Can my chicks go off medicated feed at 3 weeks?

Discussion in 'Raising Baby Chicks' started by 4urbanchicks, May 28, 2010.

  1. 4urbanchicks

    4urbanchicks Out Of The Brooder

    67
    0
    39
    Apr 26, 2010
    My chicks will be 3 weeks old this Sunday, and I have read that you can switch to non medicated food after they have been on it for the first two weeks or so of life. I am almost out of the medicated food, and have a bag of regular food and will switch if it sounds acceptable to those of you who have experience on your side! [​IMG]
     
  2. colowyo0809

    colowyo0809 Chillin' With My Peeps

    564
    2
    131
    Apr 27, 2010
    Dacono, CO
    Quote:Well, I personally don't have a whole lot of experience, we have only had our chickens since the end of April or so, but we started them on the nonmedicated feed when we brought them home. Feed stores and the like tend to feed their chicks the medicated feed, so basically they were switched from medicated to nonmedicated at anywhere from four days of age to two weeks of age (we brought home chicks with a range of ages as well as breeds!) and so far they seem to be doing just fine. havent lost one yet (thank god!) [​IMG] hoping to keep up this good run when we get the batch of 25 next week. However, we do mix in probiotic once a week with their feed and I feed kelp everyday with their morning ration, so take that how you will :)

    Matthew Ryan
     
  3. speckledhen

    speckledhen Intentional Solitude Premium Member

    They can to to non-medicated feed, sure. Many never feed anything medicated anyway. You'd have to watch for signs of cocci, but when you do give the feed with amprolium, medicated feed doesn't necessarily prevent cocci. They won't be past threat of cocci until they are closer to 10-12 weeks old. By then, they have usually developed immunity to the oocysts in the soil that cause it.
     
  4. midget_farms

    midget_farms Chillin' With My Peeps

    Apr 15, 2008
    Dunlap Illinois
    The medicated feed is only needed if there are crowded or unsanitary conditions - or if you know you've had a problem in the past with sick chicks.

    Most people never use it - I haven't - and have very good results.

    The down side to not using it though - is if you do have an issue - a disease will wipe out almost the entire flock before you know what happened - cheap ins. If you are ok with antibiotics in your food supply.
     
  5. Three Cedars Silkies

    Three Cedars Silkies Overrun With Chickens

    5,033
    47
    283
    Apr 17, 2008
    Gainesville, Fl.
    I would highly suggest not stopping feed that at least has amprollium (which is not a "medication" BTW). Until they are about 2-3 months old, they are highly susceptible to cocci in the ground. The amprollium helps to curb the overproduction of cocci in their GI tract. JMO... [​IMG]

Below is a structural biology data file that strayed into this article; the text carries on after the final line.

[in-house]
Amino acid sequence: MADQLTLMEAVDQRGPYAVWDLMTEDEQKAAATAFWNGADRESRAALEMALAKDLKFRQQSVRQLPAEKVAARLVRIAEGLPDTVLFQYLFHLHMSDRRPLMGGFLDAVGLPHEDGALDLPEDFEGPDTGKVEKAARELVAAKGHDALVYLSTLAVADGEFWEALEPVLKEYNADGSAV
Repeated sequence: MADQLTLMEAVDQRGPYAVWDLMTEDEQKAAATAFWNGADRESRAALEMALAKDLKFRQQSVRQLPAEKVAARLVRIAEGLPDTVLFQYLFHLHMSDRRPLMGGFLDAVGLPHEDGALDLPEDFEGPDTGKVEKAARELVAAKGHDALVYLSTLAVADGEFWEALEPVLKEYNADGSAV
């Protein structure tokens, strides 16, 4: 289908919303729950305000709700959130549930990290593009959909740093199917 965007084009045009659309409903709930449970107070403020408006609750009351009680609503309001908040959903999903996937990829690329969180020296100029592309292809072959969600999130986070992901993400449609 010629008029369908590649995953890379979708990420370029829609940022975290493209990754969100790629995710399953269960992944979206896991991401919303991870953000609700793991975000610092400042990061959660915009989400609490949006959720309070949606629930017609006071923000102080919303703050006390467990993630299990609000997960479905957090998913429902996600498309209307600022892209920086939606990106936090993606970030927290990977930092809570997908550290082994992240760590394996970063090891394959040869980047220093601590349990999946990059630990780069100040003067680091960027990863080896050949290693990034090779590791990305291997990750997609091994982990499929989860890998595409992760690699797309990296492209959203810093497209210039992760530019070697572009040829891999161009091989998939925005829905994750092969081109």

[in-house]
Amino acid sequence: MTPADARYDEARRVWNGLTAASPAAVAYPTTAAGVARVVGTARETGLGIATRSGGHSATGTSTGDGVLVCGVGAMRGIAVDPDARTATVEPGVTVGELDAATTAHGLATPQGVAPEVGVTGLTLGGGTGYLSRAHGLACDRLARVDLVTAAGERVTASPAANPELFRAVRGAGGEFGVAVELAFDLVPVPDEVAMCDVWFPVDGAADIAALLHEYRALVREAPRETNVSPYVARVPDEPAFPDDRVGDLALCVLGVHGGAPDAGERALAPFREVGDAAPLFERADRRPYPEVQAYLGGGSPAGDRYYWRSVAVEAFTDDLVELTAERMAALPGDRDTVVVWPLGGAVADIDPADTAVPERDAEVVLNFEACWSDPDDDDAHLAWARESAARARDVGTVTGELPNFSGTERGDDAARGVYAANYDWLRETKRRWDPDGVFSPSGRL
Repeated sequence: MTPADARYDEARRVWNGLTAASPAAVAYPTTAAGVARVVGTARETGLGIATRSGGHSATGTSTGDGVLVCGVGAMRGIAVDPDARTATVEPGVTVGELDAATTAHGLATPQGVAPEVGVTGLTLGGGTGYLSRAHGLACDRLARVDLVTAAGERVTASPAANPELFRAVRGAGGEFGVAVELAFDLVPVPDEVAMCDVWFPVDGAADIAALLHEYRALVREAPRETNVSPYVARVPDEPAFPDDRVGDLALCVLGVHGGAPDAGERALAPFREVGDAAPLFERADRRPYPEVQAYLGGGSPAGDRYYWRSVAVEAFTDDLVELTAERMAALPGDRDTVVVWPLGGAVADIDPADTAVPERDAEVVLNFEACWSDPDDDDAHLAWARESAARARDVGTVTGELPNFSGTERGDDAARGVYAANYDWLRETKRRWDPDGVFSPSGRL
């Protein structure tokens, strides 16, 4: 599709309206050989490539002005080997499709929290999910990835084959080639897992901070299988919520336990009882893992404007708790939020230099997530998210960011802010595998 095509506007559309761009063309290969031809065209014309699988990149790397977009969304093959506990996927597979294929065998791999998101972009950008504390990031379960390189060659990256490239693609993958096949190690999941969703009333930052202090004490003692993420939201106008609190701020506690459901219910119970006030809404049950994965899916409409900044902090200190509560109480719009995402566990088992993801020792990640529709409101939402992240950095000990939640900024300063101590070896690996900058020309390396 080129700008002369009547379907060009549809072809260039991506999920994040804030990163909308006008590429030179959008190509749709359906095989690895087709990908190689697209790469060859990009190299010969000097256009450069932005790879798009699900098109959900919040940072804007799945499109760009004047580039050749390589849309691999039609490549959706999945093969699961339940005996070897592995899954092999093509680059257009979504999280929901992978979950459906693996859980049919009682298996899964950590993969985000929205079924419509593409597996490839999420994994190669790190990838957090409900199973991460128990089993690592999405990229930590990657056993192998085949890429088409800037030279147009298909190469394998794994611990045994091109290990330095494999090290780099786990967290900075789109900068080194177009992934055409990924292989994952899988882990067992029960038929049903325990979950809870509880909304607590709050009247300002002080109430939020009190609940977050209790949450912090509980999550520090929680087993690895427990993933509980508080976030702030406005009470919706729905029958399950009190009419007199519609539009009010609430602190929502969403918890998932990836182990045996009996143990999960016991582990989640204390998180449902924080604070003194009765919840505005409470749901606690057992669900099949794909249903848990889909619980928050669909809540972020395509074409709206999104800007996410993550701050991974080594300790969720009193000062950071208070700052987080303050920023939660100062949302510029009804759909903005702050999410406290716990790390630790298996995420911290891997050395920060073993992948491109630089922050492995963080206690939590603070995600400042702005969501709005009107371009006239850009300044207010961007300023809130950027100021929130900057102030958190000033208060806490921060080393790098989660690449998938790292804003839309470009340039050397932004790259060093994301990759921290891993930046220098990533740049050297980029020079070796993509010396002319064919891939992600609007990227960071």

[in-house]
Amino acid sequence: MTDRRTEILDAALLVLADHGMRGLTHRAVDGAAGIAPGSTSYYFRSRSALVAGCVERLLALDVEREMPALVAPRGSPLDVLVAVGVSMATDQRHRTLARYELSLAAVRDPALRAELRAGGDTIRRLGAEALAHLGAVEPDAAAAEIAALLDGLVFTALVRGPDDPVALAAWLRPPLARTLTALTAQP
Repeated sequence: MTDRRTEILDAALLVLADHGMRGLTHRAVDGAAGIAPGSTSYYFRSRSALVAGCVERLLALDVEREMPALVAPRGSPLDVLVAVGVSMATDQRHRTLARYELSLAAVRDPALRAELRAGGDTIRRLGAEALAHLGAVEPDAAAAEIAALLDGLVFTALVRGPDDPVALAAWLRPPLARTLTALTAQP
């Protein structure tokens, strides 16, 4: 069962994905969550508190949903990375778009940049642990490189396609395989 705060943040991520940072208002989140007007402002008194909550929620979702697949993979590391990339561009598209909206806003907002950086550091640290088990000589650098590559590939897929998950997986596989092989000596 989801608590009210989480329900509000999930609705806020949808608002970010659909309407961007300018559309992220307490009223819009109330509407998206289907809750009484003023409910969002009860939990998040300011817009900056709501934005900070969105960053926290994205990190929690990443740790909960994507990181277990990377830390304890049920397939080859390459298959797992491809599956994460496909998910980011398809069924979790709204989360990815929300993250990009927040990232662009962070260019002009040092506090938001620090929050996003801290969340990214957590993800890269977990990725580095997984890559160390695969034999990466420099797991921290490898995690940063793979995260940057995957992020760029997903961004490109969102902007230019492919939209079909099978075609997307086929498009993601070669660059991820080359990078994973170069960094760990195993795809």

6. speckledhen

    speckledhen Intentional Solitude Premium Member

    The medicated feed is only needed if there are crowded or unsanitary conditions - or if you know you've had a problem in the past with sick chicks.

    Not true, sorry. My brooders and grow out coops are kept very clean. This is a very moist environment and that makes it worse. I cannot get unmedicated feed here and they still get cocci--at least the brooder raised chicks do. The broody-raised ones never do.​
     
  7. SundownWaterfowl

    SundownWaterfowl Overrun With Chickens

    I never use medicated feed and have never had a problem.
     
  8. speckledhen

    speckledhen Intentional Solitude Premium Member

    I'd use non-med if I could get it since it doesn't help anyway.
     
  9. Rare Feathers Farm

    Rare Feathers Farm Overrun With Chickens

    I've never noticed a difference between chick health & medicated vs non-medicated feed.

    Both are $17.95 per 50# bag at the feed store.

    I've still had juvenile birds get it (before I put sand in my runs)--and before I learned that just because it's hot out doesn't mean I could use a sprinkler in the run (cocci loves hot & wet)...or that I shouldn't house Muscovies with chickens because ducks are wet & filthy! LOL

    Since switching to deep sand in the runs (I rake it every now & then) and I keep the brooder as clean & dry as possible--I've not had any more problems with cocci.

    I also have CORID on hand and treat the entire flock as a precautionary measure....
     
    Last edited: May 28, 2010
  10. lemurchaser

    lemurchaser Chillin' With My Peeps

    938
    2
    151
    Apr 11, 2008
    Corvallis, OR
    If you are using a medicated food with Amprolium in it (which is a coccidiostat, so it doesn't kill coccidia it just slows the growth so the birds can build a natural immunity to it), then stopping now is a bad idea. Coccidia take 1-2 weeks to complete their lifecycle and start causing problems in the birds, and they'll be exposed to coccidia as soon as they have access to dirt. You want them to have the medicated food until at least 6 weeks old, and longer if they are housed indoors early on.

    I know I have coccidia at my house because my dogs eat the chicken poop and then test positive for coccidia (doesn't make them sick because all coccidia are species specific). But chances are you have bird coccidia too. My chicks are outside by week 2, so they stay on medicated food until sometime after 6 weeks when the bag of food runs out.
     

BackYard Chickens is proudly sponsored by